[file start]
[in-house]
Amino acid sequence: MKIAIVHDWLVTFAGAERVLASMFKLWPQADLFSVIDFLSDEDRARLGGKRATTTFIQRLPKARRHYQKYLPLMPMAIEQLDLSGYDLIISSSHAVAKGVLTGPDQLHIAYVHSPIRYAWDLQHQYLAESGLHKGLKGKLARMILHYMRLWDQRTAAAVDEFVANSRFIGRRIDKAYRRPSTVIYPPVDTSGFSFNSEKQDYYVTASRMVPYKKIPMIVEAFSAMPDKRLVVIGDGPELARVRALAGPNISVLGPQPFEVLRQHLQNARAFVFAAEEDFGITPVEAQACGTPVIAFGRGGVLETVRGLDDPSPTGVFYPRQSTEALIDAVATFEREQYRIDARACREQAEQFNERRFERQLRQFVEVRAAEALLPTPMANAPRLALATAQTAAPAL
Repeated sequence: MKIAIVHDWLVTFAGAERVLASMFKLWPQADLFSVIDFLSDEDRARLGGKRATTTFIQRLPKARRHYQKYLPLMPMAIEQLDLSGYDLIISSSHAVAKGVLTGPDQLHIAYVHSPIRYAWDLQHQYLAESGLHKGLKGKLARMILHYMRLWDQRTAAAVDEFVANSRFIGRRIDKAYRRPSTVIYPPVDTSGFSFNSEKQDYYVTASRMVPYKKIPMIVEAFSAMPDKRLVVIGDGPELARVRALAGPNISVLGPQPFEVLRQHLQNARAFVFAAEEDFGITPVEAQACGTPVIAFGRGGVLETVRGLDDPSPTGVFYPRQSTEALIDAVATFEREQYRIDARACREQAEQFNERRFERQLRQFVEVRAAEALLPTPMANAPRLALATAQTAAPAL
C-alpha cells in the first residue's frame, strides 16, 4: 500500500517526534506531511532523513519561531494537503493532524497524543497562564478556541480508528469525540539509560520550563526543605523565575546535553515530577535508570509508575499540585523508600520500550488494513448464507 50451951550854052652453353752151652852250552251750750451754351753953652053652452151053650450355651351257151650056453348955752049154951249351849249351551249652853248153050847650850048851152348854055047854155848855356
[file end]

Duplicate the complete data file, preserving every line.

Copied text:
[in-house]
Amino acid sequence: MKIAIVHDWLVTFAGAERVLASMFKLWPQADLFSVIDFLSDEDRARLGGKRATTTFIQRLPKARRHYQKYLPLMPMAIEQLDLSGYDLIISSSHAVAKGVLTGPDQLHIAYVHSPIRYAWDLQHQYLAESGLHKGLKGKLARMILHYMRLWDQRTAAAVDEFVANSRFIGRRIDKAYRRPSTVIYPPVDTSGFSFNSEKQDYYVTASRMVPYKKIPMIVEAFSAMPDKRLVVIGDGPELARVRALAGPNISVLGPQPFEVLRQHLQNARAFVFAAEEDFGITPVEAQACGTPVIAFGRGGVLETVRGLDDPSPTGVFYPRQSTEALIDAVATFEREQYRIDARACREQAEQFNERRFERQLRQFVEVRAAEALLPTPMANAPRLALATAQTAAPAL
Repeated sequence: MKIAIVHDWLVTFAGAERVLASMFKLWPQADLFSVIDFLSDEDRARLGGKRATTTFIQRLPKARRHYQKYLPLMPMAIEQLDLSGYDLIISSSHAVAKGVLTGPDQLHIAYVHSPIRYAWDLQHQYLAESGLHKGLKGKLARMILHYMRLWDQRTAAAVDEFVANSRFIGRRIDKAYRRPSTVIYPPVDTSGFSFNSEKQDYYVTASRMVPYKKIPMIVEAFSAMPDKRLVVIGDGPELARVRALAGPNISVLGPQPFEVLRQHLQNARAFVFAAEEDFGITPVEAQACGTPVIAFGRGGVLETVRGLDDPSPTGVFYPRQSTEALIDAVATFEREQYRIDARACREQAEQFNERRFERQLRQFVEVRAAEALLPTPMANAPRLALATAQTAAPAL
C-alpha cells in the first residue's frame, strides 16, 4: 500500500517526534506531511532523513519561531494537503493532524497524543497562564478556541480508528469525540539509560520550563526543605523565575546535553515530577535508570509508575499540585523508600520500550488494513448464507 50451951550854052652453353752151652852250552251750750451754351753953652053652452151053650450355651351257151650056453348955752049154951249351849249351551249652853248153050847650850048851152348854055047854155848855356